The “Commission” Rules

The other day, in consideration of its vote to endorse the Goldstone Mission Report, I did a casual analysis of the character of the United Nations Human Rights Council. I measured the  current members against their recorded votes on the infamous United Nations Resolution 3379, which declared that “Zionism [Jewish nationalism] is a form of racism.” I also measured where they stood in 1991 during the vote to rescind 3379. You know, all to get some sort of inkling of whether there might be any record of prejudice against Israel by the nations that devised the mandate of the Goldstone Mission and then accepted its report.

iKibbutz (Oy.) iKibbitz has gone a little deeper:

I divided the UNHRC members into 3 groups to better explain its vote on the Goldstone report. The first group (A), the countries that voted against the resolution endorsing the Goldstone report and those that refused to vote summed up to 8 UNHRC members. The second group (B) were countries that abstained or were not present for the vote totaling 13 UNHRC members. And lastly, the 25 UNHRC members (C) that voted for the resolution.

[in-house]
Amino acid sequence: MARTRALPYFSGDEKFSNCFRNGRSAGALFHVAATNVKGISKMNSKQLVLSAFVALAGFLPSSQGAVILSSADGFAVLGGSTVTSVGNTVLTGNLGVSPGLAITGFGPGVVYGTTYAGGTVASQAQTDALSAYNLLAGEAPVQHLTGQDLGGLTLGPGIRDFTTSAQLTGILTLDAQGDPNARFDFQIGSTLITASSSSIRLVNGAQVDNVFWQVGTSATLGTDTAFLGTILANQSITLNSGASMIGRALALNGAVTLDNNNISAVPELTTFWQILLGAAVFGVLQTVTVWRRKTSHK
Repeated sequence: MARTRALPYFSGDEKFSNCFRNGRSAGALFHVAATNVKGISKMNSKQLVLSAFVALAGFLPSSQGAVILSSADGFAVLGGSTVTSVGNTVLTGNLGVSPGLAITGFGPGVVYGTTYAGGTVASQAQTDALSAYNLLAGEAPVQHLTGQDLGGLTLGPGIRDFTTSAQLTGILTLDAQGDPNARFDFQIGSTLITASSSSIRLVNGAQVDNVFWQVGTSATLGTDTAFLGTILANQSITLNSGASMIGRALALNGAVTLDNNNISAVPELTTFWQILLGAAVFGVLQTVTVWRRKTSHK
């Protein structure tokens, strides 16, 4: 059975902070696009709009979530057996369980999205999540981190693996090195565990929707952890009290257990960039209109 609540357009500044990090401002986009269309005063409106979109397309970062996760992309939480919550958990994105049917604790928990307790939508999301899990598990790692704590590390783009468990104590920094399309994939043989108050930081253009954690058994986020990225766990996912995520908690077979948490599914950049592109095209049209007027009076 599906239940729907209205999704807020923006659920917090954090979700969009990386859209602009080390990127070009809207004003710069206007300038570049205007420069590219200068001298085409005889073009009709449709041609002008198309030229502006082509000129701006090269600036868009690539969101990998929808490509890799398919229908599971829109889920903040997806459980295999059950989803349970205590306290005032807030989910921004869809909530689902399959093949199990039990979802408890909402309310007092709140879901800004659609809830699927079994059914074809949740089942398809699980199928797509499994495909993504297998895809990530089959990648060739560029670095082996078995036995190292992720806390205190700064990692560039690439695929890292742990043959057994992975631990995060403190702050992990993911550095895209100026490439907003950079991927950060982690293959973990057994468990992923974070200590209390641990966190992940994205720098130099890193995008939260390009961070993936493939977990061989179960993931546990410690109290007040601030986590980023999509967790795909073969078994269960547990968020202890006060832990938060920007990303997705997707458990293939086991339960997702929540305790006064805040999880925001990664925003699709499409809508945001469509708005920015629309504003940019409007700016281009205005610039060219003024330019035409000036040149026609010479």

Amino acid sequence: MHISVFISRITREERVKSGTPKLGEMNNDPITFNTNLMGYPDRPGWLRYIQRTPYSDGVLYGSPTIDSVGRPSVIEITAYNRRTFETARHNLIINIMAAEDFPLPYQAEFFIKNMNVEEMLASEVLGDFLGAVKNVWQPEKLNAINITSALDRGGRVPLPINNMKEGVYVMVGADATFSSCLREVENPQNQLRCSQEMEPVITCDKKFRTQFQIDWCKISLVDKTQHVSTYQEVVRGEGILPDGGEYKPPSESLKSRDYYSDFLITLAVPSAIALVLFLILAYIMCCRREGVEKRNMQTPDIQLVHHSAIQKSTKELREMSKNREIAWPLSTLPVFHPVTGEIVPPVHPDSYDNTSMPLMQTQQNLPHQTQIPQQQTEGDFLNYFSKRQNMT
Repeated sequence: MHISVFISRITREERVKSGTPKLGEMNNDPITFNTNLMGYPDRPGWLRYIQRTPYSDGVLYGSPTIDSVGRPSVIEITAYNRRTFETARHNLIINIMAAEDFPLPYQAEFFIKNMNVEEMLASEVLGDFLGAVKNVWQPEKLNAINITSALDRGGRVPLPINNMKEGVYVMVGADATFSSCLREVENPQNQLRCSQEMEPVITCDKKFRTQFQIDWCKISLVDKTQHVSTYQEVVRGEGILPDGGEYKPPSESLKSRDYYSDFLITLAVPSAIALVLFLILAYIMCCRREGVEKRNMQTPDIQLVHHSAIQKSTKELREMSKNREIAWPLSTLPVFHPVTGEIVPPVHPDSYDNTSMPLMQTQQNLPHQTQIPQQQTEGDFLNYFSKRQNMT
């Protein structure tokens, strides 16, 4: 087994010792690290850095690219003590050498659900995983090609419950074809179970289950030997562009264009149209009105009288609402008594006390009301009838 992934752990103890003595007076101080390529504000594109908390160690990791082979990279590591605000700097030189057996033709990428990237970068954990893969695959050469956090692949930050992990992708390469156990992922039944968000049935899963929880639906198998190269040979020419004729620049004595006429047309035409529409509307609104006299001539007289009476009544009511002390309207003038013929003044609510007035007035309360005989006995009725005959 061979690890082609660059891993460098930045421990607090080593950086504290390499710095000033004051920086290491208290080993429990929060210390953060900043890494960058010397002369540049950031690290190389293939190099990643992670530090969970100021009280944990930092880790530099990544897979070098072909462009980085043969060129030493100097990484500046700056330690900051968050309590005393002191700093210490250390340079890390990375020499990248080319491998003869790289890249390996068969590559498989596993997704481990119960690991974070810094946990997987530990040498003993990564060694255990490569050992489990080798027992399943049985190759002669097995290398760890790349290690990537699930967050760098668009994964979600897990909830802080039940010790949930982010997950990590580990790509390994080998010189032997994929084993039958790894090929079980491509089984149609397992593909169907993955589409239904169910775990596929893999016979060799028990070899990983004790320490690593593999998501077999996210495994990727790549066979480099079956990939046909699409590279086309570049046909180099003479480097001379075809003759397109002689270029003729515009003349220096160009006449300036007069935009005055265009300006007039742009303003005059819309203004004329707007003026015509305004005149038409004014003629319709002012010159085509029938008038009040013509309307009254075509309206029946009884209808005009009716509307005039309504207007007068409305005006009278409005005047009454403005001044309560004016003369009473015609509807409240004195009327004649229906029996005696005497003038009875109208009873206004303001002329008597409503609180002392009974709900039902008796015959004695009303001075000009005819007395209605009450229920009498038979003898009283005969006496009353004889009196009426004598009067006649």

Then, I used Freedom House’s 2009 Freedom Index average rating of each country, summed them up into their 3 groups, and got the average of each group. Free countries have a rating between 1 and 2.5, partly free countries have a rating between 3 and 5, and not free countries have a rating between 5.5 and 7.

Group A had an average rating of 1.25, with the worst rating attributed to Ukraine with 2.5 . Group B had an average rating of 2.77 with countries ranging any where from 1 to 6. Group C had an average rating of 3.82.

Maybe if we give them Philly and the numbers rackets. You think?


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